The Global Economy: A True Catch 22
Every economist worth a dime knows that “Without growth you can’t pay your debt and with too much debt, you can’t grow.”
My jaw permanently dropped when I read the Wall Street Journal reporting several days ago that American’s wealth hit the highest level ever, last year, cleverly reflecting a surge in the value of stocks and homes that has boosted the most affluent US households, primarily or better yet exclusively created by the Feds pumping $20 trillion into US households since 2009, which of course makes this whole sordid record surreal.
Why? Because we all know that wealth cannot come from nothing. Wealth is a process of work, timing, luck, knowledge but mostly EFFORT. Greek philosopher Parmenides in the 5th century BC used the phrase “Out of nothing, nothing comes”, and even Thomas Aquinas, the 13th Century friar and philosopher as well as St. Augustine, the patron saint of brewers, later used this axiom to prove that the universe needed a “first mover,” to get things going.
So, where is all that ‘new’ wealth coming from. Some may say from the hand of the Almighty, as in Manna from Heaven of course… I prefer to leave the Almighty out of this however, seeing that his philosophy embraced the interpreted expression that: “If wealth rises, all should benefit.” Well, clearly that is not the case here.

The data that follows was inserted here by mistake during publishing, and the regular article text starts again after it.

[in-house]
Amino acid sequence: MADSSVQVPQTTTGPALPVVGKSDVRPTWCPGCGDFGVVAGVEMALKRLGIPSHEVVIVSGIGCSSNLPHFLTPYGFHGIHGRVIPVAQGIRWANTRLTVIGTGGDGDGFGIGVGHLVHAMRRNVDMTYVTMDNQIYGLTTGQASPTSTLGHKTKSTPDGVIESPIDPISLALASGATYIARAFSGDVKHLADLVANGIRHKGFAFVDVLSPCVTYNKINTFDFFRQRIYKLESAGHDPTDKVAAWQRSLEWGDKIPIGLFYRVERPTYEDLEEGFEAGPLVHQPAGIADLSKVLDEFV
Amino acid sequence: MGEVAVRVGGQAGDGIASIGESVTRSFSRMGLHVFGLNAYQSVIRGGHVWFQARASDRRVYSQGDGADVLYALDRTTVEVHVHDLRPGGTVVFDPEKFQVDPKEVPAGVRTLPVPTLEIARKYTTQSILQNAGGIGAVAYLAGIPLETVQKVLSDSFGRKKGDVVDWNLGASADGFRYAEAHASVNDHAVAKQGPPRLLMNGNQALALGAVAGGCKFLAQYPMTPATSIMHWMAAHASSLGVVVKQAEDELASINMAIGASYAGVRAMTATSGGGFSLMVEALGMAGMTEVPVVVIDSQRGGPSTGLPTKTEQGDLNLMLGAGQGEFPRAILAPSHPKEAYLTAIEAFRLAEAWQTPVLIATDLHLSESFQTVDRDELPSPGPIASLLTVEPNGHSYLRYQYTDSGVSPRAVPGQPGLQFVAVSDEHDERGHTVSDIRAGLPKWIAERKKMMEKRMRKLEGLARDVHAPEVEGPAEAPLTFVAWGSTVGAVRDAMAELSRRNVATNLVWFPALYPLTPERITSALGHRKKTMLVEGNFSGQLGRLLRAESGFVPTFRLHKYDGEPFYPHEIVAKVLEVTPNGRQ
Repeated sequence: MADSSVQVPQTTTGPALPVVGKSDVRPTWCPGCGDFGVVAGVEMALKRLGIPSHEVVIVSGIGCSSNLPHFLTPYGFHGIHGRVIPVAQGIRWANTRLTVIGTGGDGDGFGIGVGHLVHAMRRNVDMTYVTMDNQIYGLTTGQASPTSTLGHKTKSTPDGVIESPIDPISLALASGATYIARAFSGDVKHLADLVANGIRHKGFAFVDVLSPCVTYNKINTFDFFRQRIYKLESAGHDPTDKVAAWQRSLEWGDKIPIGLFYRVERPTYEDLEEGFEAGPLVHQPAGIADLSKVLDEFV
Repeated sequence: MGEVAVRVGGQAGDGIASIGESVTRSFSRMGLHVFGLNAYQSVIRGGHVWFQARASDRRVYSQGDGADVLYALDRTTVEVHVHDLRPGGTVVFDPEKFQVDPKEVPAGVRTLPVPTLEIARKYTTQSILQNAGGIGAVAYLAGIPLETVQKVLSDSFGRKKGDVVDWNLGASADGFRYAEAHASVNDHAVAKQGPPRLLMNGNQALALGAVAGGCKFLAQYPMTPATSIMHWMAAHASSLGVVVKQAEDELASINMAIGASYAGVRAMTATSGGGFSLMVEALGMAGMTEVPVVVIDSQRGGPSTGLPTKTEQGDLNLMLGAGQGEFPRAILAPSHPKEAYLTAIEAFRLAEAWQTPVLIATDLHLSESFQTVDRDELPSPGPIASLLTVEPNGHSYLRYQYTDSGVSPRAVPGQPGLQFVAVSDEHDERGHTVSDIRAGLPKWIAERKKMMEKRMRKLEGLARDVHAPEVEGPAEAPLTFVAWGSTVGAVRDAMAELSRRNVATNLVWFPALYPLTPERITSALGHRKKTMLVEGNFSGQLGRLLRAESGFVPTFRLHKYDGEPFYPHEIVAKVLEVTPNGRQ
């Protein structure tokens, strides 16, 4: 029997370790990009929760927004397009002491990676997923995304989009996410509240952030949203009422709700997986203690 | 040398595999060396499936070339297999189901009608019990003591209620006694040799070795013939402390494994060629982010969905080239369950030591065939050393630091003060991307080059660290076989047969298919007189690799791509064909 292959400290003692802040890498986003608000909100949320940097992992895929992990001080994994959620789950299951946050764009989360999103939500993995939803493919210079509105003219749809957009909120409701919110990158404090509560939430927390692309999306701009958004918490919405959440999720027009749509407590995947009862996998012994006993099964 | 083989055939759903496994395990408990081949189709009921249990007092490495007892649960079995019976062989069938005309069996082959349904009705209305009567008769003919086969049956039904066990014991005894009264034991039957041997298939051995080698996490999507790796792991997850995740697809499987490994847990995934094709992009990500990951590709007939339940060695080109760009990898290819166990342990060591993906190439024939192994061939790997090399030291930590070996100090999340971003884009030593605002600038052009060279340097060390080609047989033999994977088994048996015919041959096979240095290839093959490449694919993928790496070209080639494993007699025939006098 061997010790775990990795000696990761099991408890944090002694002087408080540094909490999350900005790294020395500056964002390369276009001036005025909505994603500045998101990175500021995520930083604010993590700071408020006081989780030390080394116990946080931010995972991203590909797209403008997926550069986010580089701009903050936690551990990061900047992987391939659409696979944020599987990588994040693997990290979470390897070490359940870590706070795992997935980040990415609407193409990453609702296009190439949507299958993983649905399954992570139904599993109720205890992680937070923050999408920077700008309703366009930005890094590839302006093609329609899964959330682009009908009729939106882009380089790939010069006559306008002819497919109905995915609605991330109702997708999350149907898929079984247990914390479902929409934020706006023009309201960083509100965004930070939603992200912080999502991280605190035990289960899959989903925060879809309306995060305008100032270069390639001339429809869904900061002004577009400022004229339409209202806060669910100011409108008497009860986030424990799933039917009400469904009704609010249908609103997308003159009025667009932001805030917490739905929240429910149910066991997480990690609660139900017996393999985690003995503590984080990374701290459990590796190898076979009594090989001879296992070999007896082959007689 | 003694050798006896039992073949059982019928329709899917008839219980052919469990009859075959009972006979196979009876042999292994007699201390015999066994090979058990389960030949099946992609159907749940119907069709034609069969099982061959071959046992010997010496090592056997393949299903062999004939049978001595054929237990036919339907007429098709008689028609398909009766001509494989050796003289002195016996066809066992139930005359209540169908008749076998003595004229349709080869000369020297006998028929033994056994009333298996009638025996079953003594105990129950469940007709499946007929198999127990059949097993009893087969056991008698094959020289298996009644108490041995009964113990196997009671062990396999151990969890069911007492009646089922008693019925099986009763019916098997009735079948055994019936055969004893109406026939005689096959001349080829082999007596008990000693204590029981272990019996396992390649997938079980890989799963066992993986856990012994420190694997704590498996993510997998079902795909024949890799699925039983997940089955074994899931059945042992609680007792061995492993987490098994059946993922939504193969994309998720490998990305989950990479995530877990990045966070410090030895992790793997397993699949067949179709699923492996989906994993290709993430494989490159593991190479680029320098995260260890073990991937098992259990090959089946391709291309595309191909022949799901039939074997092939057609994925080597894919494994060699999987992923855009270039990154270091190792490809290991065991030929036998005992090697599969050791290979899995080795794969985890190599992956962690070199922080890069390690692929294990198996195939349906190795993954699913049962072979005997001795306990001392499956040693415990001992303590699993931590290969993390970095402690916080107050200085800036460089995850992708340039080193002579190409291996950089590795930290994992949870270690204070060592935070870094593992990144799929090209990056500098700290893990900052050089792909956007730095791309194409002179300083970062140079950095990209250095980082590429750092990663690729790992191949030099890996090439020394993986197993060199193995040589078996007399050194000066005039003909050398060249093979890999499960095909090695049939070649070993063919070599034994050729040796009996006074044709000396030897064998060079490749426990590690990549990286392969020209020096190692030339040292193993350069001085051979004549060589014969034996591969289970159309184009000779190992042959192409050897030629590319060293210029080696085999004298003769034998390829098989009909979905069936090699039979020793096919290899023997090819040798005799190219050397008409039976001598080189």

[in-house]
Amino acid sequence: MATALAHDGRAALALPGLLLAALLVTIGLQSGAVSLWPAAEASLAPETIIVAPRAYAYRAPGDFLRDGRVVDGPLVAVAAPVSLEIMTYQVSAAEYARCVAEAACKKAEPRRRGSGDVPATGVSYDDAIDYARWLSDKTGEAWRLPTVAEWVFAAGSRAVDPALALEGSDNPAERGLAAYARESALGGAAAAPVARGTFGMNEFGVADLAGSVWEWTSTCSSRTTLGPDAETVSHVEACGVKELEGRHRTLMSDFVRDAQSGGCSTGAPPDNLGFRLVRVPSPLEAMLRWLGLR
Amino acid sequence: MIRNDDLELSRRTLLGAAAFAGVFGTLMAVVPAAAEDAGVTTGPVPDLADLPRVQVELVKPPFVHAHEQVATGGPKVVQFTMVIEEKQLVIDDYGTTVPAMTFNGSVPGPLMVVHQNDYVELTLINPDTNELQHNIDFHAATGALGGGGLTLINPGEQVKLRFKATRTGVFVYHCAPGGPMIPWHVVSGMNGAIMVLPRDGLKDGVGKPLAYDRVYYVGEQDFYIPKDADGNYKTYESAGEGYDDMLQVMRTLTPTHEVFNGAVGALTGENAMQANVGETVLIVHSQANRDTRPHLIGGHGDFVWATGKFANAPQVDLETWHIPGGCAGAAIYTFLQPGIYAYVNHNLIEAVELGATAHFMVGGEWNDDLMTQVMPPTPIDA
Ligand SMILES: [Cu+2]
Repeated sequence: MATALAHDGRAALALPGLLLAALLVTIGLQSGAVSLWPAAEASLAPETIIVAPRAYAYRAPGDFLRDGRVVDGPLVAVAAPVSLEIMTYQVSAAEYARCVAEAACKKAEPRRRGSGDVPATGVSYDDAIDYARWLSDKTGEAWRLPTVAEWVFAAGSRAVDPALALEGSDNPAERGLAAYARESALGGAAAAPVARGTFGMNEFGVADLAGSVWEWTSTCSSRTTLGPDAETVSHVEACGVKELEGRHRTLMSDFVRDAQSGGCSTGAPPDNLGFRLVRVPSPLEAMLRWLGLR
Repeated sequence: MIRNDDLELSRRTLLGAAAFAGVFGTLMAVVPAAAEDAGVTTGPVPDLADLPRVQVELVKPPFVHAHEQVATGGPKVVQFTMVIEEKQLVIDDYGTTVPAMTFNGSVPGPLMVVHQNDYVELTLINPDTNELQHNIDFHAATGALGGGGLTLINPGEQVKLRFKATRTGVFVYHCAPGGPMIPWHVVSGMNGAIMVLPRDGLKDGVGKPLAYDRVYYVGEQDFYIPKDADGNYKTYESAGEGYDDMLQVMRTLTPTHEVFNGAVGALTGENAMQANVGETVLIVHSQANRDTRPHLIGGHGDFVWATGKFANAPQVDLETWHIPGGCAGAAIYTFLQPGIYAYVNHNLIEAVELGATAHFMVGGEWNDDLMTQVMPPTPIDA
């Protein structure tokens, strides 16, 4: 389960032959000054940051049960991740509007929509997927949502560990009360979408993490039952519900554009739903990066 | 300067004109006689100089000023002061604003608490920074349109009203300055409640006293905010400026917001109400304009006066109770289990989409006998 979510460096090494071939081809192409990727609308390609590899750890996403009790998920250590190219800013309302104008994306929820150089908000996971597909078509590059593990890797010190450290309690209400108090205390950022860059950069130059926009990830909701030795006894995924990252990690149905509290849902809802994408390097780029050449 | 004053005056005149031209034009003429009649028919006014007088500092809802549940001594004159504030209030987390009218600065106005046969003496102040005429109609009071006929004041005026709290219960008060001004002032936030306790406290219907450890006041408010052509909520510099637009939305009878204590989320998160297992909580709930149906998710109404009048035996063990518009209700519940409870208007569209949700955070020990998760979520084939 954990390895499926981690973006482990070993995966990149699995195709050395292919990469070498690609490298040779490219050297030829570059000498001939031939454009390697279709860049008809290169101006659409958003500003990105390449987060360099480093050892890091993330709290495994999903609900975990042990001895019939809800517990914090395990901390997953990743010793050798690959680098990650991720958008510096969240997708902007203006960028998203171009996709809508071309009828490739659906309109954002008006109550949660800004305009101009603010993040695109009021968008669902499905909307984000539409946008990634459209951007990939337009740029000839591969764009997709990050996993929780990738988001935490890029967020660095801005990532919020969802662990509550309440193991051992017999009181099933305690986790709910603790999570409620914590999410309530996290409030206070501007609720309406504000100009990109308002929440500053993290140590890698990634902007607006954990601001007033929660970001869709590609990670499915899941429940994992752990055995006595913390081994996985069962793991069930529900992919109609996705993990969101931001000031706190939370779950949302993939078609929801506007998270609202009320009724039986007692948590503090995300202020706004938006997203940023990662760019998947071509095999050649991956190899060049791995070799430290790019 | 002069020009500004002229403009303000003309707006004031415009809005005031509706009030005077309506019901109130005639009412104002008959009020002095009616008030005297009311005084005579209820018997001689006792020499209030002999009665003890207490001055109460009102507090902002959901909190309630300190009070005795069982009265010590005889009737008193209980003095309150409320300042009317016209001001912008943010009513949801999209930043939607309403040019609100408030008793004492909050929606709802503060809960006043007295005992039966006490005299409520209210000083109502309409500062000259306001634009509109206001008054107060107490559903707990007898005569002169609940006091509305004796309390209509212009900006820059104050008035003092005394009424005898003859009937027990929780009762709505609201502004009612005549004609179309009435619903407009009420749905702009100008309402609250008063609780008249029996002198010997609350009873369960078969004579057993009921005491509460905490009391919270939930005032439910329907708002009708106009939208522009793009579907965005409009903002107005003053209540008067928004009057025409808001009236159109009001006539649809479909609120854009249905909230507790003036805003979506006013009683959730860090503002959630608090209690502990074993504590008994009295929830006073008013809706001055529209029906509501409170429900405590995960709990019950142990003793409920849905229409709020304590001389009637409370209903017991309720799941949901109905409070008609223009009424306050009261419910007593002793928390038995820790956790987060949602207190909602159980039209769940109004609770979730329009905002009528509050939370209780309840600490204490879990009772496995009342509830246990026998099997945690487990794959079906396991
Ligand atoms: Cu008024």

We are led to believe that the Federal Reserve’s policy mission is designed to produce a general prosperity; the Fed claims to keep rates near zero so the entire economy benefits. But it isn’t true. Only some prosper.
For the less fortunate, all the stimulus makes money ‘worthless’. A retirement saver 30 years ago would easily get 8-10% on a CD (certificate of deposit). But that was 30 years ago, before world regions such as North America, Europe and Asia were “changed” into a global economy by the multi national corporations of this world. This movement has put global trade and financial interdependency on a course with the future never experienced before. Because large international corporations forced the Western World to open their doors to world trade, we now have a “Global Economy” and the West is no longer isolated from the poor workers of Asia, Africa and Latin America. Mobile phones, motorized vehicles and refrigeration are available in every corner of the globe these days, providing the basic tools for rapid progress.
But this development has also led to an interdependence of all regions and countries. If Europe experiences hiccups and the US economy stalls, a domino effect will affect the exports of China and Japan and they, in turn, will start flounder. Now the big problem has become that the entire West (US and Europe) built its economy on borrowed money and with global debt numbers reaching $100 trillion, there are no realistic means today of repaying those loans, even if we would have a growth economy.